What if the very commonly used distinction between foreign direct investment and portfolio investment is basically not supported by existing data? Olivier Blanchard and Julien Acalin raise this possibility in \”What Does Measured FDI Actually Measure?\” written for the Peterson Institute of International Economics (October 2016, Policy Brief 16-17).  

Here\’s why the question matters: At an intuitive level, portfolio investment is supposed to be about financial flows, while foreign direct investment is about investments that involve a degree of ownership and responsibility. Thus, when thinking about the possible dangers of international capital flows, it\’s common to focus on the risks of portfolio investment zooming in and out of a country, and how this can lead to stock market boom and bust, sharp fluctuations in exchange rates, and even banking and financial crises. In contrast, the usual assumption is that foreign direct investment is much less mobile, and that it involves tighter connections across markets and global supply chains, along with transfers of technology and expertise. Thus, discussions of the potential dangers of international capital flows often focus on whether it\’s possible to put some restraints on portfolio flows, while not hindering foreign domestic investment.

Blanchard and Acalin look at the actual data on foreign direct investment, and find that it\’s often behaving more like portfolio investment, with some pattern that suggest it is driven by a desire to shift resources across borders in a way that reduces corporate taxes. They write (footnotes omitted):

\”Conventional wisdom on capital flows holds that FDI inflows are “good flows,” while assessments of portfolio and other flows are more ambiguous. When considering restrictions on capital flows, the first reaction of researchers and policymakers is to want to exclude FDI inflows.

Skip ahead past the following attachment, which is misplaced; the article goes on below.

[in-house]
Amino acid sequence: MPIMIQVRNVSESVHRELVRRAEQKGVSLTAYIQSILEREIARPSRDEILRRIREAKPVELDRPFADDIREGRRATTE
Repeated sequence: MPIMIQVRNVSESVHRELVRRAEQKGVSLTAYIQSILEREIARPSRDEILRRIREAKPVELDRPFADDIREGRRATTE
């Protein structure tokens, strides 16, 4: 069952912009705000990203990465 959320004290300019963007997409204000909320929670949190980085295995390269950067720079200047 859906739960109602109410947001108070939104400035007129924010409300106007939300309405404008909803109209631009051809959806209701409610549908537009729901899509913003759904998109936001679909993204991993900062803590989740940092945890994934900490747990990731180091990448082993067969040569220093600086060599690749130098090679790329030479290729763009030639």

\”In looking, however, at measured FDI flows to emerging markets (in the course of a larger project on capital flows), we have found three facts that suggest that measured FDI is actually quite different from the depiction of FDI above. The first is a surprisingly high correlation between quarterly FDI inflows and outflows. A reasonable prior would be that this correlation should be close to zero or even negative: If a country is for some reason more attractive to foreign investors, it is not obvious why domestic investors would want to invest more abroad, especially within the same quarter. The second is an increase in quarterly FDI inflows to emerging-market countries in response to decreases in the US monetary policy rate. Again, a reasonable prior would be that FDI flows do not respond much, if at all, to changes in the policy rate within a quarter—i.e., the effect should be close to zero.  … The third fact, closely related to the first two, is an increase in quarterly FDI outflows from emerging-market countries in response to decreases in the US monetary policy rate. Again, a reasonable prior would be that FDI outflows do not respond much, and, if they did, they would decrease in response to a decrease in the US policy rate. This is not the case.

\”These facts suggest two conclusions. The first is that, in many countries, a large proportion of measured FDI inflows are just flows going in and out of the country on their way to their final destination, with the stop due in part to favorable corporate tax conditions. This fact is not new, and, as discussed below, countries have tried to improve their measures of FDI to reflect it. But the magnitude of such flows came to us as a surprise.

\”The second is that some of these measured FDI flows are much closer to portfolio debt flows, responding to short-run movements in US monetary policy conditions rather than to medium-run fundamentals of the country. …

\”FDI inflows and outflows are highly correlated, even at high frequency and using different methodologies. FDI flows to emerging-market economies appear to respond to the US policy rate, even at high frequency. This suggests that “measured” FDI gross flows are quite different from true FDI flows and may reflect flows through rather than to the country, with stops due in part to (legal) tax optimization. This must be a warning to both researchers and policymakers.\”

For more inforrmation on these issues, one common  source for foreign direct investment is an annual report from UNCTAD, and I discuss one of their recent reports in \”Snapshots of Foreign Direct Investment Flows\” (September 8, 2015). The most common source for portfolio investment is an annual report from the IMF, and I discuss one of their reports from a few years back in \”International Portfolio Investment in 2012\” (December 9, 2013).

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